Pierre Westerholm shares the journey on taking regenerative down-like biomaterial to the runway
The Beckmans School of Design student describes himself as being very sceptical of almost all companies out there today. That was until he received the material.
12 Feb 2024

Pierre Westerholm is studying his last term in the fashion program at Beckmans School of Design in Stockholm. Last week, he participated in the school’s show, Beckmans Unveiled, as part of its annual Fashion Collaboration project, together with established fashion brands.

— The theme for the project has focused on physical and environmental pressures and how they affect us personally, the social sphere, and our surroundings, he says. Being in my fifth year of studying fashion, I’ve definitely experienced these types of pressures in different ways.

— So, with that in mind and with my collaborator Ponda, it felt entirely natural to develop an outerwear collection. I wanted to play with the senses and create hybrid garments that can withstand our pressured climate while also influencing the wearer. I wanted to reinforce the garments with some association to calmness and recovery. So, when I was watering my dead monstera plant supported by a bamboo stick, I had the idea of wind chimes. Wind chimes are such beautiful objects in themselves and advocate so much. They create harmony and happiness; some believe they ward off evil spirits. But above all, they create sound. A garment that can respond to itself. I quickly noticed in the process that you become very aware of the garments when standing beside or wearing them, and it truly became a strong driving force for the entire project.

You mentioned your collaborator, Ponda — which is a highly innovative company.

— Yes, they have developed a product that is not only a substitute for bird down but also restores wetlands when cultivating the product. Personally, I am very sceptical of almost all companies out there today. But Ponda’s product is genuinely sustainable; it gives more than it takes from our climate. The substitute they have developed is called BioPuff and is simply cattail down that they cultivate in wetlands and then ’harvest.’, Westerholm explains, continuing.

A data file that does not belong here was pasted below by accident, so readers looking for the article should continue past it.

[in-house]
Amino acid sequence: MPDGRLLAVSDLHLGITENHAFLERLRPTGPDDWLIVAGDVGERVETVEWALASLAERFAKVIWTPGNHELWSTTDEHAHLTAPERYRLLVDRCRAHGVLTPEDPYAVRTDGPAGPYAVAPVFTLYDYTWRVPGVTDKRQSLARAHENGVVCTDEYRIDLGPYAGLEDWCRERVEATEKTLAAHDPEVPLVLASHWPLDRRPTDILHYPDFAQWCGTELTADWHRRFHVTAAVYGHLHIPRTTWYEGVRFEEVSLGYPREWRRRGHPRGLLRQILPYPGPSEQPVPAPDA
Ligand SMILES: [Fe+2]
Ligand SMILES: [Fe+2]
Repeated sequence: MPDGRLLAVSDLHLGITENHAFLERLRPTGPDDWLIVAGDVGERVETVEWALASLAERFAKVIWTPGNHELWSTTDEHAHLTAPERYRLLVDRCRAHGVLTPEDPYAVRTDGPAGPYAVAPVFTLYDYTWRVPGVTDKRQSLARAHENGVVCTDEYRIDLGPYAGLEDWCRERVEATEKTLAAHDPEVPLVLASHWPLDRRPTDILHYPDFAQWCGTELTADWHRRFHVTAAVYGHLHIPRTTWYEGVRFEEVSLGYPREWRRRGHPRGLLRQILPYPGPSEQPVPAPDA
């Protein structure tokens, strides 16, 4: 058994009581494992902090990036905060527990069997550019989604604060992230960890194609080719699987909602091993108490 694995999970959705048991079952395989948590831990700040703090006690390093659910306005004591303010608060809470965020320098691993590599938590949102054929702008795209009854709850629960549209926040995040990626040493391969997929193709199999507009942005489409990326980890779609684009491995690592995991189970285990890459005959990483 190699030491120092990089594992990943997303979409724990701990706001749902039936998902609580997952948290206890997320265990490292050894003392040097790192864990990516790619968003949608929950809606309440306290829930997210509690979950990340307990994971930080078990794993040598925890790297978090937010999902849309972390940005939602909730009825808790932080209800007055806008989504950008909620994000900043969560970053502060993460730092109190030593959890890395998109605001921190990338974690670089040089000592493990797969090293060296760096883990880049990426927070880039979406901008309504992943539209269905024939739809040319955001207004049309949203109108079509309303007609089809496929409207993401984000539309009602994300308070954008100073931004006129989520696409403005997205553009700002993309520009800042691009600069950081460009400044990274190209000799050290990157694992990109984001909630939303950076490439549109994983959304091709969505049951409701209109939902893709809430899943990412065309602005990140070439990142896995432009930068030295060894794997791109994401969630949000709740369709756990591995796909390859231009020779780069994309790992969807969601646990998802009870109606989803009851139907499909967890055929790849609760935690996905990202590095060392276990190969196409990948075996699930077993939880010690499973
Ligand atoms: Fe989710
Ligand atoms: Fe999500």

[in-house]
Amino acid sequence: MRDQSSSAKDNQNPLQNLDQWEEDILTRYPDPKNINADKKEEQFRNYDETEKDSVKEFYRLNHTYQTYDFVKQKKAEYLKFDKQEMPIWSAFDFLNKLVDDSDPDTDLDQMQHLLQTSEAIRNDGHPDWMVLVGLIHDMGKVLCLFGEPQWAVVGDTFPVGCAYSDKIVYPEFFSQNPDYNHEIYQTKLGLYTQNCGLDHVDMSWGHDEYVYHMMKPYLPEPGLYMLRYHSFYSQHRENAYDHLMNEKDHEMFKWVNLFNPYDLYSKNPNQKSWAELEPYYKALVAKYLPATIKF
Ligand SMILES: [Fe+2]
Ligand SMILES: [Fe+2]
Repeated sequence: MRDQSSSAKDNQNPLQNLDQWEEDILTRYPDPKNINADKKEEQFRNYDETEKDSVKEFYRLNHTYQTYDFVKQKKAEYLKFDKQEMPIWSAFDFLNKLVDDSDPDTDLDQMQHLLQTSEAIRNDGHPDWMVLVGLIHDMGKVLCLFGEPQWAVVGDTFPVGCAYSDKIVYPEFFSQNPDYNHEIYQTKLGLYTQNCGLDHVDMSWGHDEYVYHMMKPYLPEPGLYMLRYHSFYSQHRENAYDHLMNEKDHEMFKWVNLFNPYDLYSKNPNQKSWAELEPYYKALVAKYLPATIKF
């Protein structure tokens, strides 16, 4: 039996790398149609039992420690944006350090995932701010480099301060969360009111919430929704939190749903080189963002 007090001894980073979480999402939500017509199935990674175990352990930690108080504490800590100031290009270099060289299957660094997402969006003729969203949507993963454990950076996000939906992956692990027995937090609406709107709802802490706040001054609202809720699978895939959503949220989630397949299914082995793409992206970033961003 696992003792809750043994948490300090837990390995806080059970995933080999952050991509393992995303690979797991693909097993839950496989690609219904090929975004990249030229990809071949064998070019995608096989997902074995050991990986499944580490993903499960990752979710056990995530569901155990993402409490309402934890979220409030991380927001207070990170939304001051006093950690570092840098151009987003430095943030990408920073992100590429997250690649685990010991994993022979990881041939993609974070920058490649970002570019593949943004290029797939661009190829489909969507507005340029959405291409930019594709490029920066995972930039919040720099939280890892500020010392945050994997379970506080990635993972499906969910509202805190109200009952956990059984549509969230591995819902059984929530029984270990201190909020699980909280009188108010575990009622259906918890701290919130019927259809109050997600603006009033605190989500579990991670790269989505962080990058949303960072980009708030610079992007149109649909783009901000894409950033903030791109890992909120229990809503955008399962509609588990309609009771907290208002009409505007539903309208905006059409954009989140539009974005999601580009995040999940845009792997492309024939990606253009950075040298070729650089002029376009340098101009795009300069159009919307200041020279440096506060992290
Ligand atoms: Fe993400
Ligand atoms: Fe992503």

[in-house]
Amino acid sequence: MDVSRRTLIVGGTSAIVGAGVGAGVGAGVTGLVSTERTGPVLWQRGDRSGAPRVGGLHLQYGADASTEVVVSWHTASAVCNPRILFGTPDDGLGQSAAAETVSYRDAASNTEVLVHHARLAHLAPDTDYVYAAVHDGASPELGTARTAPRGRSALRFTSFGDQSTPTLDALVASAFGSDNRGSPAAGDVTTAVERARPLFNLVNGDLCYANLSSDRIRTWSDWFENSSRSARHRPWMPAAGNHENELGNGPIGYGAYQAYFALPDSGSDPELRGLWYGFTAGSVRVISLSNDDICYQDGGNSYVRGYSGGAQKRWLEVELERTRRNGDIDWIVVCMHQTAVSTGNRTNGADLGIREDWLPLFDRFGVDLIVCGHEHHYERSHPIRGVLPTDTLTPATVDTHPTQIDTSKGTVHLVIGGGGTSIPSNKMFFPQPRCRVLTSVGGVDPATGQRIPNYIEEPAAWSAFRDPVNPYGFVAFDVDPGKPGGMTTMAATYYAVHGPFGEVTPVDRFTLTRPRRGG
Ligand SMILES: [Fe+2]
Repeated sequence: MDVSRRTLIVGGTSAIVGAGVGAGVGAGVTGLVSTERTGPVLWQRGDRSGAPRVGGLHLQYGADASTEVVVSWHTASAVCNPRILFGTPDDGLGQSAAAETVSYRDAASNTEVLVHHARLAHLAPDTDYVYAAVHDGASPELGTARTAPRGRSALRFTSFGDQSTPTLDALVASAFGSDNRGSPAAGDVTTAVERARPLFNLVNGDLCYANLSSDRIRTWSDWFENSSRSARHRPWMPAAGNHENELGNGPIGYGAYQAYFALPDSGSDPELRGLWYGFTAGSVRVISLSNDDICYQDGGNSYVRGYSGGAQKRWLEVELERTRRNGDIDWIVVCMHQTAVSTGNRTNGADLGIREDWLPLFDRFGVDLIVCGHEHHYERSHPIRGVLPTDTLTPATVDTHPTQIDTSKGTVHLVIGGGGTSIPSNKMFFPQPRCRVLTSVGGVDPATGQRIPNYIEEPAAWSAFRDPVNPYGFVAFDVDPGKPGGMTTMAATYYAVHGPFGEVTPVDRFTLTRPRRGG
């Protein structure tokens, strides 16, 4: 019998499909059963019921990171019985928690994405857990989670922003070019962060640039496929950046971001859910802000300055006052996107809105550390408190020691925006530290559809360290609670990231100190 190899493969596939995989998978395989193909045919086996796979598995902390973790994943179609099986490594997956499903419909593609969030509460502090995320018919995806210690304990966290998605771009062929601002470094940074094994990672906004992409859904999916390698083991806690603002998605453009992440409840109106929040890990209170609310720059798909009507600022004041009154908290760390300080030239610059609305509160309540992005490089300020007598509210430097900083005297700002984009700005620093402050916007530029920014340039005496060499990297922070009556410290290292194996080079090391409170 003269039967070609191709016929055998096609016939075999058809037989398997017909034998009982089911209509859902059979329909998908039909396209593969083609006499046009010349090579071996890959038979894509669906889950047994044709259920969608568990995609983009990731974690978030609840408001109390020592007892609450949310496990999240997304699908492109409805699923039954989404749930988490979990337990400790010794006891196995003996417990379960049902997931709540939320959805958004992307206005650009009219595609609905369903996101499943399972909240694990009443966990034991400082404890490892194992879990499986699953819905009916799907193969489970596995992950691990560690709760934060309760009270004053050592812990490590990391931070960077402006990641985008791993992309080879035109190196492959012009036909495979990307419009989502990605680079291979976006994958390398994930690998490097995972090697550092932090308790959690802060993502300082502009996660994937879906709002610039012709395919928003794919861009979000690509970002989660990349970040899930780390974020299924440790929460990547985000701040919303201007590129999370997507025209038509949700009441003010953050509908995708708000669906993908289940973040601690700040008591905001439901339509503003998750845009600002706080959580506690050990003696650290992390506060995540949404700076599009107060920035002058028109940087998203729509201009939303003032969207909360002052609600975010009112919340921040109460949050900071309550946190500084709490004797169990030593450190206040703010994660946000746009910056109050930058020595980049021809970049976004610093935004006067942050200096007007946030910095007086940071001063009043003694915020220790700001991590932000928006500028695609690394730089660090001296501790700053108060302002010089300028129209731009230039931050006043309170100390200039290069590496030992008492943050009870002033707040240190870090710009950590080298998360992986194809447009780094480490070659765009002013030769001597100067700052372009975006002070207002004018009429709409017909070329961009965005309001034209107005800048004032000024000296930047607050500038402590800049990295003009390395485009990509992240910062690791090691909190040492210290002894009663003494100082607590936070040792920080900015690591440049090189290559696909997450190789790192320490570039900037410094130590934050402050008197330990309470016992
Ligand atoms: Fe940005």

Previously known as SaltyCo, Ponda’s textiles for the fashion industry are made from plants that can heal damaged wetlands. General textile supply chains are of course highly degenerative, from damaging lands to high carbon emissions, and Ponda aims to transform these into regenerative ones. The first product, BioPuff, is a plant-based alternative to goose-down for outdoor-wear insulation.

— I was truly impressed when I received the material because it has the same characteristics as bird down, says Westerholm. It was a bit tricky at first when I didn’t understand how much volume the material itself took from the pattern pieces. But I quickly understood how to structure the constructions to get what I wanted. I think this project has been the most educational for my part. Especially learning to handle quilted constructions but also working with an external partner like Ponda.

Photography: Fredrik Andersson Andersson

What happens to the collection now?

— Right now, the collection is hanging in storage at my place. I’ve received some inquiries from people who are interested, and it’s really rewarding to get this compensation from all the early mornings and late nights. But if I were to do something with this, I would need to find a business partner who can handle the non-creative work and maybe my tempo. We’ll see what happens.

Will you continue to work with BioPuff?

— Absolutely. Their product is so incredibly strong, so I’m more than happy to be part of their journey. Right now, I’m in the middle of my graduation collection, which will be shown this spring, and I will certainly use Ponda’s substitute for that. We’ve had such a good dialogue throughout the work and will continue to have it in the future. Nothing is set in stone yet, but we have talked about certain projects. And I’m always looking for new interesting materials to work with.

Top picture: Fredrik Andersson Andersson